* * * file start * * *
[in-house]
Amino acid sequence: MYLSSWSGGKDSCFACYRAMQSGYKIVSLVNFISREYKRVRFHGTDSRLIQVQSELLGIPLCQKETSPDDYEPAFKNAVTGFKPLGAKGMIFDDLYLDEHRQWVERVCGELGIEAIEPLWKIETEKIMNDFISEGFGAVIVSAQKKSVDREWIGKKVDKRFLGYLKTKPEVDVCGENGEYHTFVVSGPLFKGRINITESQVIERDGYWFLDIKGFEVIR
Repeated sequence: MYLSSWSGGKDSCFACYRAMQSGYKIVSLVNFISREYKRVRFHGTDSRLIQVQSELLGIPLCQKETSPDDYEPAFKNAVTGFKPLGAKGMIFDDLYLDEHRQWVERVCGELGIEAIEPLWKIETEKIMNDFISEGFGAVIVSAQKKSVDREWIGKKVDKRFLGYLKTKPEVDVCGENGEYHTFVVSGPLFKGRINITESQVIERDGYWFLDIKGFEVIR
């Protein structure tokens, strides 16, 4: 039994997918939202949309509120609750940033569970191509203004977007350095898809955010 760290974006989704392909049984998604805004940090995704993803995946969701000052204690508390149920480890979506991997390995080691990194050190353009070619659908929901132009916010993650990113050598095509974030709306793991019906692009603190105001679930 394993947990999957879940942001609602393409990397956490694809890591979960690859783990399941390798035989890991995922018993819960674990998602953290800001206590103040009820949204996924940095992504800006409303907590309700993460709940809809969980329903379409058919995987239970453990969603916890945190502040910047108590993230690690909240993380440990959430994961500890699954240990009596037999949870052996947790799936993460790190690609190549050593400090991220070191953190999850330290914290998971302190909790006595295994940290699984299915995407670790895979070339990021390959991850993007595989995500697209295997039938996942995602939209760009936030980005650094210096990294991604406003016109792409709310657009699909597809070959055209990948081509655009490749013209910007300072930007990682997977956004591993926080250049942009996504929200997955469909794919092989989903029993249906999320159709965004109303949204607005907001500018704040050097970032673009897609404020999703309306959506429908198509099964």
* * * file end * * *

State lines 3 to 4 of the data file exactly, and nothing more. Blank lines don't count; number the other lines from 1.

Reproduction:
Repeated sequence: MYLSSWSGGKDSCFACYRAMQSGYKIVSLVNFISREYKRVRFHGTDSRLIQVQSELLGIPLCQKETSPDDYEPAFKNAVTGFKPLGAKGMIFDDLYLDEHRQWVERVCGELGIEAIEPLWKIETEKIMNDFISEGFGAVIVSAQKKSVDREWIGKKVDKRFLGYLKTKPEVDVCGENGEYHTFVVSGPLFKGRINITESQVIERDGYWFLDIKGFEVIR
């Protein structure tokens, strides 16, 4: 039994997918939202949309509120609750940033569970191509203004977007350095898809955010 760290974006989704392909049984998604805004940090995704993803995946969701000052204690508390149920480890979506991997390995080691990194050190353009070619659908929901132009916010993650990113050598095509974030709306793991019906692009603190105001679930 394993947990999957879940942001609602393409990397956490694809890591979960690859783990399941390798035989890991995922018993819960674990998602953290800001206590103040009820949204996924940095992504800006409303907590309700993460709940809809969980329903379409058919995987239970453990969603916890945190502040910047108590993230690690909240993380440990959430994961500890699954240990009596037999949870052996947790799936993460790190690609190549050593400090991220070191953190999850330290914290998971302190909790006595295994940290699984299915995407670790895979070339990021390959991850993007595989995500697209295997039938996942995602939209760009936030980005650094210096990294991604406003016109792409709310657009699909597809070959055209990948081509655009490749013209910007300072930007990682997977956004591993926080250049942009996504929200997955469909794919092989989903029993249906999320159709965004109303949204607005907001500018704040050097970032673009897609404020999703309306959506429908198509099964």